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Development of high-throughput genotyping methods for market-assisted plant breeding

Paris, Maxime (2002) Development of high-throughput genotyping methods for market-assisted plant breeding. PhD thesis, Murdoch University.

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Cultivated plant varieties are constantly being improved by selecting progeny for quality and disease resistance traits. Based on the knowledge that DNA sequence variations can cause phenotypic differences, technologies amenable to automation and multiplexing were developed to identify and select progeny carrying superior alleles of economically important genes.

A cost-effective DNA extraction method was developed to facilitate the implementation of molecular markers. The method enabled extraction of DNA suitable for PCR from 96 samples simultaneously and was used for routine selection of plant progeny carrying specific traits of interest, including barley yellow dwarf virus resistance (Yd2) and p-amylase activity in barley and stem rust resistance in wheat. PCR assays were multiplexed and robotic equipment was used to increase throughput further.

Single Nucleotide Polymorphisms (SNPs) are the most frequent mutations encountered in most genomes. To demonstrate the suitability of SNPs as molecular markers for plant breeding, a high-throughput method was developed to enable their validation and routine implementation. Single and multi-nucleotide primer extension assays enabling co-dominant SNP genotyping from small quantities of plant tissue were developed. In the Single Nucleotide Primer Extension (SNuPE) assay, a genotyping primer with its 3’ end directly flanking a SNP was annealed to target sequence and extended by a single dideoxynucleotide triphosphate (ddNTP) complementary to the polymorphic base. In the multi-nucleotide primer extension assay, designed to facilitate genotyping of heterozygous progeny, the genotyping primer with its 3’ end flanking the SNP was extended by either one or two nucleotides, depending on the allele encountered. Extension products were analysed using Matrix-Assisted Laser Desorption/Ionization Time-of-Flight Mass Spectrometry (MALDI-ToF MS) and, making use of the molecular weight difference between DNA bases, the incorporated nucleotides were identified by the increase in mass of the extended primers.

In barley, mutation-induced recessive alleles (mlo) of the Mlo locus provide broadspectrum resistance to an important fungal pathogen, powdery mildew. The Mlo gene of susceptible and resistant varieties were sequenced and aligned to identify mutations linked to the resistance. A SNP identified and confirmed from a resistant variety, Alexis (mlo-9), was used to develop single and multiple primer extension assays. Two DH populations were characterised for their response to powdery mildew and used for validation of the molecular marker. The assay enabled accurate co-dominant selection of plants carrying the mlo-9 allele providing ra/o-mediated powdery mildew resistance.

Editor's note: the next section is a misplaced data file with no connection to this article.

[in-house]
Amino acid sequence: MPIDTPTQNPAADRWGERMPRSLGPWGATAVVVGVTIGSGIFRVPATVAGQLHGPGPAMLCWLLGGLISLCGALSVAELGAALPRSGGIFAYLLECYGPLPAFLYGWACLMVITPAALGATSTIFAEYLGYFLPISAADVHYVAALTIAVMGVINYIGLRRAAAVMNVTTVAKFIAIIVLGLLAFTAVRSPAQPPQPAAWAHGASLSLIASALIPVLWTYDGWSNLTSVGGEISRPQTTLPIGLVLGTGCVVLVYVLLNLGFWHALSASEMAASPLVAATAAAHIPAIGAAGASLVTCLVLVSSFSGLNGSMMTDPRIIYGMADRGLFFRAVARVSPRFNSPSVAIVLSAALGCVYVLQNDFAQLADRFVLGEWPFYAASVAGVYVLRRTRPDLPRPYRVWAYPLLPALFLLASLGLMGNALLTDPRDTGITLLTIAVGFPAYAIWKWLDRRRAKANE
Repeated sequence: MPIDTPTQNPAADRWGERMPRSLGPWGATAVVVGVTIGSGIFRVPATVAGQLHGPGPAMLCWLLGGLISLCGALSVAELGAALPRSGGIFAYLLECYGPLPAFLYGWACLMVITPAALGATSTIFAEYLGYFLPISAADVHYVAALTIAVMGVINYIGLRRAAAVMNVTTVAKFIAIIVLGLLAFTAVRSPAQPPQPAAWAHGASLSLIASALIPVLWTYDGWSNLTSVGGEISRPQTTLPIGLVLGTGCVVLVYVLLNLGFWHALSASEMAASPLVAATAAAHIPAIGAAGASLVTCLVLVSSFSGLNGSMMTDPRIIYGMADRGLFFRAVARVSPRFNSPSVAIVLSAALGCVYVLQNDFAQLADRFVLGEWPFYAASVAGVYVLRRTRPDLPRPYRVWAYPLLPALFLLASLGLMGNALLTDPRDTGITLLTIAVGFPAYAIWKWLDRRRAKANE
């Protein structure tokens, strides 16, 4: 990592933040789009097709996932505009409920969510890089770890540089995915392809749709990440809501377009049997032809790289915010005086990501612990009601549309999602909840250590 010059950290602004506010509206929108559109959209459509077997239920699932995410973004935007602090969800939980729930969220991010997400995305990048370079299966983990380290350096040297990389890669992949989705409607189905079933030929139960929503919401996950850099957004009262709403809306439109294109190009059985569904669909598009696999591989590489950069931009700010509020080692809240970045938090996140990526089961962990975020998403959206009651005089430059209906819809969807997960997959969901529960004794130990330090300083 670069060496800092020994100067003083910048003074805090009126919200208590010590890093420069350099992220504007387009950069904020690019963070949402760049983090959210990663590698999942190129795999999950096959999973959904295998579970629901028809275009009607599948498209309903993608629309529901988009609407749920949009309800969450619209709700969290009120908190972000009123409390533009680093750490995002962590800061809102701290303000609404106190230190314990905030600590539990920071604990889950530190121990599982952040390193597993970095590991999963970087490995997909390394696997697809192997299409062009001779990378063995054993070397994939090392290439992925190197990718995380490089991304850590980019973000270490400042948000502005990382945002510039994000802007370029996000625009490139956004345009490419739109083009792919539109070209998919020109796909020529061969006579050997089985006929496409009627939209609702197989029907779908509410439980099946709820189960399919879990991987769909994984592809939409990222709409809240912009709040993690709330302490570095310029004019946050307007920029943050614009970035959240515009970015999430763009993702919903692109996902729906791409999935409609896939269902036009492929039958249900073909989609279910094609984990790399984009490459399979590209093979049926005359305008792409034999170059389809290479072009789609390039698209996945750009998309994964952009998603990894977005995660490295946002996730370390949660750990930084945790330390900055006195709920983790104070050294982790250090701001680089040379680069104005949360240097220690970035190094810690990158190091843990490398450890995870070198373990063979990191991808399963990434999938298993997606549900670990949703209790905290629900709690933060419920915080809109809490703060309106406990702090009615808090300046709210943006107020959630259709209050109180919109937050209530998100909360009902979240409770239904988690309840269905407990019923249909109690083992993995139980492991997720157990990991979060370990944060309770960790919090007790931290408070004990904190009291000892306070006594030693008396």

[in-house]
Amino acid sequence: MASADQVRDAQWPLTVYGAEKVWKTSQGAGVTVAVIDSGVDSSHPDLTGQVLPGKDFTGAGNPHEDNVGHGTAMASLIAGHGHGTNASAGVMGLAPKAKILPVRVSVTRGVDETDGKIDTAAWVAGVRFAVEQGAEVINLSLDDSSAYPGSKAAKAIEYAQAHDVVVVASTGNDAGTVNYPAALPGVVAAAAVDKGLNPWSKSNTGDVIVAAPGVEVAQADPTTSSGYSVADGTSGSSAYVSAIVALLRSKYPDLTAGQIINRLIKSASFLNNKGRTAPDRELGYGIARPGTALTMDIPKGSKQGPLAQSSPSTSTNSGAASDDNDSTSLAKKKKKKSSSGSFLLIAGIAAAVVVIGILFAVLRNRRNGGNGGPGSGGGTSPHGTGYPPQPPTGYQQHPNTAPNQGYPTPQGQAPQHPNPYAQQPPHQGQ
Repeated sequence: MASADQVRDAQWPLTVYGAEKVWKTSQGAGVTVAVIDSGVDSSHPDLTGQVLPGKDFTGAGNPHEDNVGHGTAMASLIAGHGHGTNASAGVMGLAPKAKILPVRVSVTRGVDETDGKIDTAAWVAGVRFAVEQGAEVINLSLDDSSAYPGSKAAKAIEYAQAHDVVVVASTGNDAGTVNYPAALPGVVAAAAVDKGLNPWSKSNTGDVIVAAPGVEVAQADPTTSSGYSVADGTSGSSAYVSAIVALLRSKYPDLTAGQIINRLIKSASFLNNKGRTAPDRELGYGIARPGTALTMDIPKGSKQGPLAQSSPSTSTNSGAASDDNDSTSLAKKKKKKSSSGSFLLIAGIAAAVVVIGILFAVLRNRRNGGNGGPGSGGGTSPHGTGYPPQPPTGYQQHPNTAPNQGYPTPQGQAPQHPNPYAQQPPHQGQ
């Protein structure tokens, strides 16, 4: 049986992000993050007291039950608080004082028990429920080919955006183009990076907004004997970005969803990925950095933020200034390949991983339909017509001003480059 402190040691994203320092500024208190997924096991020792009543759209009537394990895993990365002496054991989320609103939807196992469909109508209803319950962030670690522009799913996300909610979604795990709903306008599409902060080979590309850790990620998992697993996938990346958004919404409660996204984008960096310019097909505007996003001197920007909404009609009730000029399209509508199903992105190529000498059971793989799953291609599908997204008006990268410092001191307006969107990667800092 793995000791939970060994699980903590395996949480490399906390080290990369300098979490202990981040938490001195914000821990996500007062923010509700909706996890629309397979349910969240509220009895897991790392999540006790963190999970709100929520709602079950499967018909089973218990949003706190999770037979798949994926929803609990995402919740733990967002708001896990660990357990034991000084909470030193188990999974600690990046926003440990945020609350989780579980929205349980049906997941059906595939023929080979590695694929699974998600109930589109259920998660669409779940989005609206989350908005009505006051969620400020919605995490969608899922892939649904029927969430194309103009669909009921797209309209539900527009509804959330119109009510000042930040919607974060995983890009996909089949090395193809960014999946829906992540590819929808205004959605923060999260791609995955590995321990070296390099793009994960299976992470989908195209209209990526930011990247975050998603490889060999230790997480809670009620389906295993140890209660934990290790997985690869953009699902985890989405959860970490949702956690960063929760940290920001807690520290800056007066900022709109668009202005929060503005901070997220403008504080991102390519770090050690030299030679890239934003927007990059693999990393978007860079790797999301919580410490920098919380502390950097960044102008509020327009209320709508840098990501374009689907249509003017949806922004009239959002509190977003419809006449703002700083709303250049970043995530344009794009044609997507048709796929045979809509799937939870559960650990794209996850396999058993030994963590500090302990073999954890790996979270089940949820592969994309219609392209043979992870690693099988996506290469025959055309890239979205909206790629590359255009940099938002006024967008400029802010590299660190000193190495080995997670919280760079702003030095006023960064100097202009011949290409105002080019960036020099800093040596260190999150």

MALDI-ToF MS is a platform amenable to multiplexing and automation. An investigation of its use for the analysis of microsatellites, another common form of mutation, resulted in the development of a novel genotyping technique. Following amplification of the target sequence, a primer with its 3’ end directly flanking the microsatellite was extended for its length by the deoxynucleotide triphosphates (dNTPs) complementary to the repeat motif. The extension was interrupted by a single ddNTP complementary to the nucleotide following the repeated region. Extension products were analysed using MALDI-ToF MS and differences in the molecular weights of the products enabled identification of the microsatellite alleles. The technique enabled identification of heterozygous progeny in which alleles differed by a single tri-nucleotide repeat. The method is illustrated by genotyping a polymorphic microsatellite identified in an intron of the barley Mlo gene.

A novel strategy was designed to develop a perfectly linked marker. In the malting process, P-amylase is a key enzyme involved in the degradation of starch. Four allelic forms of the enzyme are found in barley and each exhibits a different rate of thermal inactivation, or thermostability. The level of thermostability influences starch degradation, which determines the yield of fermentable sugars for alcohol production during brewing. Alignment of the cDNA sequences encoding the four enzyme forms revealed six SNPs (cSNPs). The four alleles could be unambiguously identified by co-dominantly genotyping two of the cSNPs using a duplex SNuPE assay. A Cleaved Amplified Polymorphic Sequence (CAPS) assay enabling broader classification of the alleles was also developed to facilitate the transfer of this marker to other laboratories. These markers were used to select plants carrying alternative P-amylase alleles for barley breeding.

Item Type: Thesis (PhD)
Murdoch Affiliation(s): Division of Science and Engineering
Notes: Note to the author: If you would like to make your thesis openly available on Murdoch University Library's Research Repository, please contact: Thank you.
Supervisor(s): Jones, Michael and Potter, Robert
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